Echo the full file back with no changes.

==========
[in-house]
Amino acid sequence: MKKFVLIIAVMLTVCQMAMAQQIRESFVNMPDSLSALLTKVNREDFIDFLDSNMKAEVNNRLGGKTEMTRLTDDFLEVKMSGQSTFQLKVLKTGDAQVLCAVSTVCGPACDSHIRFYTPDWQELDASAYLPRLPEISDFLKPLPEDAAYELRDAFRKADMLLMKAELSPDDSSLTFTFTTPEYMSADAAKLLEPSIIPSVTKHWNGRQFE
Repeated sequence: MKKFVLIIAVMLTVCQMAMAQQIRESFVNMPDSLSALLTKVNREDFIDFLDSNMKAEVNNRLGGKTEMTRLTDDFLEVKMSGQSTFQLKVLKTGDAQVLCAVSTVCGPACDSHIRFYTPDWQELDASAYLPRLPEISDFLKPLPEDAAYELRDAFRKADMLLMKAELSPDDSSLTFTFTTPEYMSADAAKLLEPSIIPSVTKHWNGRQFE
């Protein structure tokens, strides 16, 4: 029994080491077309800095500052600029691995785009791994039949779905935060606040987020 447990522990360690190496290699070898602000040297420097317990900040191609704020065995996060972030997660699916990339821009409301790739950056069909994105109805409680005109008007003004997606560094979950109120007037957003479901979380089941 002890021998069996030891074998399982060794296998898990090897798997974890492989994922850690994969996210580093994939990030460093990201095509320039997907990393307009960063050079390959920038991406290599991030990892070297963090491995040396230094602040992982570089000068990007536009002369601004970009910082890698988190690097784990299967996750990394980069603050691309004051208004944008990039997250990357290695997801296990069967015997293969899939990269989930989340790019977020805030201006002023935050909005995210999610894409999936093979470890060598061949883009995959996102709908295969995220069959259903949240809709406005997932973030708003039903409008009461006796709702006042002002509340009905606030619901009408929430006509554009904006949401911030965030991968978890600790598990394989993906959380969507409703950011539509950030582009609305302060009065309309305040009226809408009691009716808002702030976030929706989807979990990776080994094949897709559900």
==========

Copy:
[in-house]
Amino acid sequence: MKKFVLIIAVMLTVCQMAMAQQIRESFVNMPDSLSALLTKVNREDFIDFLDSNMKAEVNNRLGGKTEMTRLTDDFLEVKMSGQSTFQLKVLKTGDAQVLCAVSTVCGPACDSHIRFYTPDWQELDASAYLPRLPEISDFLKPLPEDAAYELRDAFRKADMLLMKAELSPDDSSLTFTFTTPEYMSADAAKLLEPSIIPSVTKHWNGRQFE
Repeated sequence: MKKFVLIIAVMLTVCQMAMAQQIRESFVNMPDSLSALLTKVNREDFIDFLDSNMKAEVNNRLGGKTEMTRLTDDFLEVKMSGQSTFQLKVLKTGDAQVLCAVSTVCGPACDSHIRFYTPDWQELDASAYLPRLPEISDFLKPLPEDAAYELRDAFRKADMLLMKAELSPDDSSLTFTFTTPEYMSADAAKLLEPSIIPSVTKHWNGRQFE
């Protein structure tokens, strides 16, 4: 029994080491077309800095500052600029691995785009791994039949779905935060606040987020 447990522990360690190496290699070898602000040297420097317990900040191609704020065995996060972030997660699916990339821009409301790739950056069909994105109805409680005109008007003004997606560094979950109120007037957003479901979380089941 002890021998069996030891074998399982060794296998898990090897798997974890492989994922850690994969996210580093994939990030460093990201095509320039997907990393307009960063050079390959920038991406290599991030990892070297963090491995040396230094602040992982570089000068990007536009002369601004970009910082890698988190690097784990299967996750990394980069603050691309004051208004944008990039997250990357290695997801296990069967015997293969899939990269989930989340790019977020805030201006002023935050909005995210999610894409999936093979470890060598061949883009995959996102709908295969995220069959259903949240809709406005997932973030708003039903409008009461006796709702006042002002509340009905606030619901009408929430006509554009904006949401911030965030991968978890600790598990394989993906959380969507409703950011539509950030582009609305302060009065309309305040009226809408009691009716808002702030976030929706989807979990990776080994094949897709559900």